The ideal place to observe these changes is on a beach when a man and a woman approach each other from a distance. The changes take place when they are close enough to meet each other’s gaze and will continue until after they have passed each other, at which time their original posture returns.
handshake – palm up handshake submission, accommodating Usually not a strong handshake, the lower hand has submitted to the upper hand dominance. How all this ultimately translates into the subsequent relationship and outcomes can depend on more significant factors than the handshake.
Have you noticed that your man gets up to get things you forgot when you sit down for dinner or a movie? Have you noticed he asks if you are warm enough or if you need anything else? Have you noticed he is paying extra attention to see if he can make you happy? This is peculiar behavior for men and if he’s doing this, it’s a sure sign he’ll be using the L word pretty soon.
16. During your meeting, take notes. This will demonstrate that you are engaged and care about what the other person is saying, but remember to make eye contact regularly so the speaker knows you’re still with him or her.
Body language is part of human evolution, but as with many other aspects of human behaviour, the precise mixture of genetic (inherited) and environmental (learned or conditioned) influences is not known, and opinions vary.
If you want to test a woman’s comfort level as she swings her dangling shoe off her pedicured toes, say or do something that unsettles her or makes her anxious and observe how quickly that shoe goes back on her foot.
Even ‘obvious’ signs can be missed – especially if displayed as subtle movements in a group of people and if your mind is on other things – so I make no apology for including ‘obvious’ body language in this guide.
pursing lips mouth thoughtfulness, or upset As if holding the words in the mouth until they are ready to be released. Can also indicate anxiousness or impatience at not being to speak. Or quite differently can indicate upset, as if suppressing crying.
Was he slouching when you first entered the room? Perhaps his head was drooping. And then you entered the room and he lifted his head up and assumed a more positive body language pose. This is a clear sign that he’s happy to see you.
Touch Me, Myself & I: At the beginning of an encounter women may start to smooth out their clothes, stretch out their top which is sticking to their bodies, making them feel self conscious about their figures Deeper into conversation however, and once they have gotten to know each other, the woman will start caressing her body in a sensual way. Women have more nerve sensors than men making them more sensitive to touch. The woman might touch her neck which is very popular, her thigh, her stomach, all in a way that is implying she’d like to be touched that way by the guy, because, as mentioned in the initial article, our brains make our bodies reveal our hidden desires.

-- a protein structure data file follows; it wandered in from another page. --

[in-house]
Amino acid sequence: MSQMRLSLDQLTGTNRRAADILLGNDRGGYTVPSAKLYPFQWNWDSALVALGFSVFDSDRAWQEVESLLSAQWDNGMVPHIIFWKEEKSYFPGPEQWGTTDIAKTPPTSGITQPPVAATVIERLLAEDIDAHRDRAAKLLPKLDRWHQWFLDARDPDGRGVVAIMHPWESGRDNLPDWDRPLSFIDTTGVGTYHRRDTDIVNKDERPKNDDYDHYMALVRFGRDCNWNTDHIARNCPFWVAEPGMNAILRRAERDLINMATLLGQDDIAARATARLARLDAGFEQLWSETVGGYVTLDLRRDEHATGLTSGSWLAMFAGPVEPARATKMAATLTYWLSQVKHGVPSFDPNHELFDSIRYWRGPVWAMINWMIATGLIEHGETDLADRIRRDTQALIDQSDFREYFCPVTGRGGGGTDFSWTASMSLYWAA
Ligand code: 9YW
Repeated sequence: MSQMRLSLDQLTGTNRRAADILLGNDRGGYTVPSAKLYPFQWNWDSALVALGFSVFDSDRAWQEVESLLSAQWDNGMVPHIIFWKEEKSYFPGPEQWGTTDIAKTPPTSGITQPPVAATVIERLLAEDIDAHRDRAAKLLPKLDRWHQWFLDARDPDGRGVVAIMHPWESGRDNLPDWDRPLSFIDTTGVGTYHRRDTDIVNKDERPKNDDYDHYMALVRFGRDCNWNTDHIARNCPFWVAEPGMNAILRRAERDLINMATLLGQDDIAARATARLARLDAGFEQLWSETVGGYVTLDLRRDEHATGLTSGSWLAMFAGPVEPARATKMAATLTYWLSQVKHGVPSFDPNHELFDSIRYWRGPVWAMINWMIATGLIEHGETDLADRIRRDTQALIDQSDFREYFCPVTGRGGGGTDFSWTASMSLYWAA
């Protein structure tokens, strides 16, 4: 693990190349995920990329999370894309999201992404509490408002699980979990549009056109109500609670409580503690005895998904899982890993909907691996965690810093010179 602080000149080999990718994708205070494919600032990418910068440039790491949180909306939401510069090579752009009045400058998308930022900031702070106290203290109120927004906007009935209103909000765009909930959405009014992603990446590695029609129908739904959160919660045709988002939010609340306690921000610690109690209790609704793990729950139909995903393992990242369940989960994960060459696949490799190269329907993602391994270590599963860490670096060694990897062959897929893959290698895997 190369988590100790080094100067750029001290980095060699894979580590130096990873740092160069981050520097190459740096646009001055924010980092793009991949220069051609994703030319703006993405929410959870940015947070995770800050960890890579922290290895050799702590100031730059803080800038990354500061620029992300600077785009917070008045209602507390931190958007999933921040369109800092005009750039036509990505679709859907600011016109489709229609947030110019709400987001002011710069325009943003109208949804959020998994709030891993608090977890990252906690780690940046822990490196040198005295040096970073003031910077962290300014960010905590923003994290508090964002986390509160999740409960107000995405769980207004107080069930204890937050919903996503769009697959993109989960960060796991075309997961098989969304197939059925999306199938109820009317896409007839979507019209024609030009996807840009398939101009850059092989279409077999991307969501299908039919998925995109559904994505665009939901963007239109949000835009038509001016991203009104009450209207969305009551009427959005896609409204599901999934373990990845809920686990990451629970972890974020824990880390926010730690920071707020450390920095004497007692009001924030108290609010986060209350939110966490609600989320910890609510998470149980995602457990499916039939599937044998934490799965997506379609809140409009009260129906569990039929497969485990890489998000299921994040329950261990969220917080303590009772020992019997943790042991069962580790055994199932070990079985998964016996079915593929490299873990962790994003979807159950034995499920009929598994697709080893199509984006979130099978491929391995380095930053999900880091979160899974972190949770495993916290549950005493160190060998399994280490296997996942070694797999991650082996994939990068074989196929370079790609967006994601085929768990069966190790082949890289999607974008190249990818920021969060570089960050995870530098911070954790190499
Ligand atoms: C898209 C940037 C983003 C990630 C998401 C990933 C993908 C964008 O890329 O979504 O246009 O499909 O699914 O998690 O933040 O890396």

TalentSmart has tested more than a million people and found that the upper echelons of top performance are filled with people who are high in emotional intelligence (90% of top performers, to be exact). These people know the power that unspoken signals have in communication, and they monitor body language accordingly.
looking right and down eyes accessing feelings This is a creative signal but not a fabrication – it can signal that the person is self-questioning their feelings about something. Context particularly- and other signals – are important for interpreting more specific meaning about this signal.
splayed legs, standing legs aggression, ready for action Splayed, that is wide-parted legs create (usually unconsciously) a firm base from which to defend or attack, and also make the body look wider. Hands on hips support the interpretation.
When a guy spreads his legs when standing is sitting in front of you, it could signal his attraction. This is a subconscious, primal instinct to show off his assets. Most men do not notice they are doing this.
The 45-degree rule is approximate, and anyway under most circumstances seating angles are influenced by furniture and available space. Importantly, simply try to avoid opposite or side-by-side positions. An angle between these two extremes is best – somewhere in the range of 30-60 degrees if you want to be technical about it.
One candidate in particular stood out, but not in a good way. While she could have been very intelligent, her nonverbal communication and body language were way off. Her handshake was more of a finger shake, her eye contact was nonexistent, and her slouched posture exuded insecurity. For Rose, what the candidate said didn’t matter because her body language spoke volumes: she wasn’t a good fit for the position.
This is an additional reason to avoid superficial analysis based on isolated signals, and to seek as many indicators as possible, especially subtle clues when suspecting things might not be what they seem. Politicians and manipulative salespeople come to mind for some reason.